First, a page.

Researchers at the University of Wisconsin-Madison have created a revolutionary new way for sufferers of locked-in syndrome to communicate using only their brainwaves...and, even more shockingly, found a use for Twitter that's actually worthwhile.
Adam Wilson, a biomedical engineering doctoral student, has developed a system in which a person can write using only his or her brain. By attaching an EEG to the user's head that can recognize different brain patterns that correspond to different letters, the system can be a keyboard for those who lack almost all voluntary motor function but whose brains work normally.
This neurological condition, often referred to as locked-in syndrome, is different from quadriplegia in that locked-in patients cannot control even the mouth or eye muscles that many quadriplegics use to communicate. There are roughly 25,000 to 50,000 sufferers of locked-in syndrome in the United States. Causes of locked-in syndrome include high spinal cord injury, a massive stroke, and amyotrophic lateral sclerosis (ALS).
Famous patients include physicist Stephen Hawking, whose communication systems are currently linked to his still usable cheek muscles, and The Diving Bell and the Butterfly author Jean-Dominique Bauby, who wrote his memoir through a system of blinks of his left eyelid, the only muscle he could still control. Bauby's blink system is the most common way for locked-in patients to communicate, although such methods are often extremely slow and difficult.
Wilson's adviser, biomedical engineering assistant professor Justin Williams, explained how their new system manages to tell what letter the user is thinking about (there's also a video below illustrating the process):
"The way this works is that all the letters come up, and each one of them flashes individually," says Williams. "And what your brain does is, if you're looking at the 'R' on the screen and all the other letters are flashing, nothing happens. But when the 'R' flashes, your brain says, 'Hey, wait a minute. Something's different about what I was just paying attention to.' And you see a momentary change in brain activity."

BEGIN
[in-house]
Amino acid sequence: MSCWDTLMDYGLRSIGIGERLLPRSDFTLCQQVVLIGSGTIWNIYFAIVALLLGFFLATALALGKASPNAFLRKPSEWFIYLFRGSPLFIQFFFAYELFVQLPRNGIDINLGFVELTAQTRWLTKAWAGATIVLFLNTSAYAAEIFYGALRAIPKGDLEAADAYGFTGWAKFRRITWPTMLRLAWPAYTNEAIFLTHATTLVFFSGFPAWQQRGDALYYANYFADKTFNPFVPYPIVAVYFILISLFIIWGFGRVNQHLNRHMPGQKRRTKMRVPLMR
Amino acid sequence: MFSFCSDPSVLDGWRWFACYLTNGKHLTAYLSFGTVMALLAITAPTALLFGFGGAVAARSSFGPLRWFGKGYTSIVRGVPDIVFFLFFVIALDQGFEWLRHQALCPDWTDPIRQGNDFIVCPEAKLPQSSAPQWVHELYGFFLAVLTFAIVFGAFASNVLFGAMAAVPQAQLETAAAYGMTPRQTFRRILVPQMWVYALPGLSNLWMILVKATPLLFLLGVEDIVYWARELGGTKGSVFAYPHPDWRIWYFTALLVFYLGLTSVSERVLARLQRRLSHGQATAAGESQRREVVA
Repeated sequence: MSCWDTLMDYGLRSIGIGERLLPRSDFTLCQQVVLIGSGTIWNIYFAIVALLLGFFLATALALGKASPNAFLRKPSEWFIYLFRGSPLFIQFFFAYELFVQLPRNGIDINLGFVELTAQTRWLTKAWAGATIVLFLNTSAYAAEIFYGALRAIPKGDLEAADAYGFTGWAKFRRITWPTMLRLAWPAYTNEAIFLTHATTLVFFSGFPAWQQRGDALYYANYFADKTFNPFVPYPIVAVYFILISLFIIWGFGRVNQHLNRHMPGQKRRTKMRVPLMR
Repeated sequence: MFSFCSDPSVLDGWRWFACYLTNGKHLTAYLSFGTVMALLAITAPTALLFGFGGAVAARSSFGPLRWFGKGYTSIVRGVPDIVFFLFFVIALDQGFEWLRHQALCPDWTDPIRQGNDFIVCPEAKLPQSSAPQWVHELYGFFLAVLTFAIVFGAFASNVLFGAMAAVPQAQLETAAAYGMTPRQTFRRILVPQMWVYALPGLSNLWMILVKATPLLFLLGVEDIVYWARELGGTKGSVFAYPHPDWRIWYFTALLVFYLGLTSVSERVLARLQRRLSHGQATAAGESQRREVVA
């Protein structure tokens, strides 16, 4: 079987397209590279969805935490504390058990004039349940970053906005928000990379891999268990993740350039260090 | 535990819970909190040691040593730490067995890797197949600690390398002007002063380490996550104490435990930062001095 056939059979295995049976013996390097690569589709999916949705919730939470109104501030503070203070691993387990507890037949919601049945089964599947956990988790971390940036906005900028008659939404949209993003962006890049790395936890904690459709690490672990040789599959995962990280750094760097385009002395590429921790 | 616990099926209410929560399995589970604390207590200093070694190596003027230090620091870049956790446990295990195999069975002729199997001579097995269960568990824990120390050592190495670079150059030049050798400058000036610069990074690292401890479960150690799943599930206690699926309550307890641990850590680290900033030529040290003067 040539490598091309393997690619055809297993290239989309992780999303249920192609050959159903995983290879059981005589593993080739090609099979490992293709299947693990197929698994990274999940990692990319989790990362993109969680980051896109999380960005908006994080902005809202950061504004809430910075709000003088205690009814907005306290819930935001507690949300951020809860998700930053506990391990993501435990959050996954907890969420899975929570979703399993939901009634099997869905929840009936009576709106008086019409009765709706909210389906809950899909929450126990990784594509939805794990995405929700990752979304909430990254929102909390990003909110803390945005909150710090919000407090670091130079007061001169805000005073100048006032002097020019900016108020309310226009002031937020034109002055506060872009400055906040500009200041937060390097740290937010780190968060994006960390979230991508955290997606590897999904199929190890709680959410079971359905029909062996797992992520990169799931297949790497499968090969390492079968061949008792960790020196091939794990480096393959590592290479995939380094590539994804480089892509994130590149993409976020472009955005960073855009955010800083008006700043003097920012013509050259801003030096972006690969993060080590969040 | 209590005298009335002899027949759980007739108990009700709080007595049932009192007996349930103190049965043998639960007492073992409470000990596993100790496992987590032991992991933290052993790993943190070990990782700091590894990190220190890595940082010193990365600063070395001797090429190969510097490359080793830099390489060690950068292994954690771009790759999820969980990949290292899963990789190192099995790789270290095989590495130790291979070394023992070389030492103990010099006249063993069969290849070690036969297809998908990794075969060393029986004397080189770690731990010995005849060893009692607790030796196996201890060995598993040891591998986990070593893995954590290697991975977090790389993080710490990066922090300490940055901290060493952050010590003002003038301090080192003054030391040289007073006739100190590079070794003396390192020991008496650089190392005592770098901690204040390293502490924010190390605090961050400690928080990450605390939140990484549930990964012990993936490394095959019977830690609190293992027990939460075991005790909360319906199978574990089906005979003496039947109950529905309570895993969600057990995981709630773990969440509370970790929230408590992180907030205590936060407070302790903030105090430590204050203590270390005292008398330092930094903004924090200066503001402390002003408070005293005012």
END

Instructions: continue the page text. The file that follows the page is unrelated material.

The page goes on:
The system works well with short messages - Wilson says the fastest users can "type" about eight characters per minute - which makes it perfect for Twitter, the latest web phenomenon where users post status updates of 140 characters or less. Wilson has been tweeting for the past nine days (the posts using the EEG are in all caps). Williams explained the particular advantages of integrating their technology with Twitter:
"A lot of the things that we've been doing are more scientific exercises," he says. "This is one of the first examples where we've found something that would be immediately useful to a much larger community of people with neurological deficits."
Hopeful that the current popularity of Twitter provides a ready-made launching pad for the system, Williams described how using Twitter with the EEG would be not only helpful but also empowering for locked-in patients:
"So someone could simply tell family and friends how they're feeling today," says Williams. "People at the other end can be following their thread and never know that the person is disabled. That would really be an enabling type of communication means for those people, and I think it would make them feel, in the online world, that they're not that much different from everybody else. That's why we did these things."
The brain-computer interface technology is still very much in its infancy, although these recent developments represent significant forward progress. Though years away from being commercially available, the technology will soon begin in-home trials in the United States and Germany, and Wilson plans to include Twitter in the trials. The future commercial version of the interface will ideally be essentially a baseball cap with built-in EEG that is wired into the user's computer system. There is also the possibility of a more invasive system where electrodes are implanted beneath the skin, which Williams believes would significantly increase typing speed.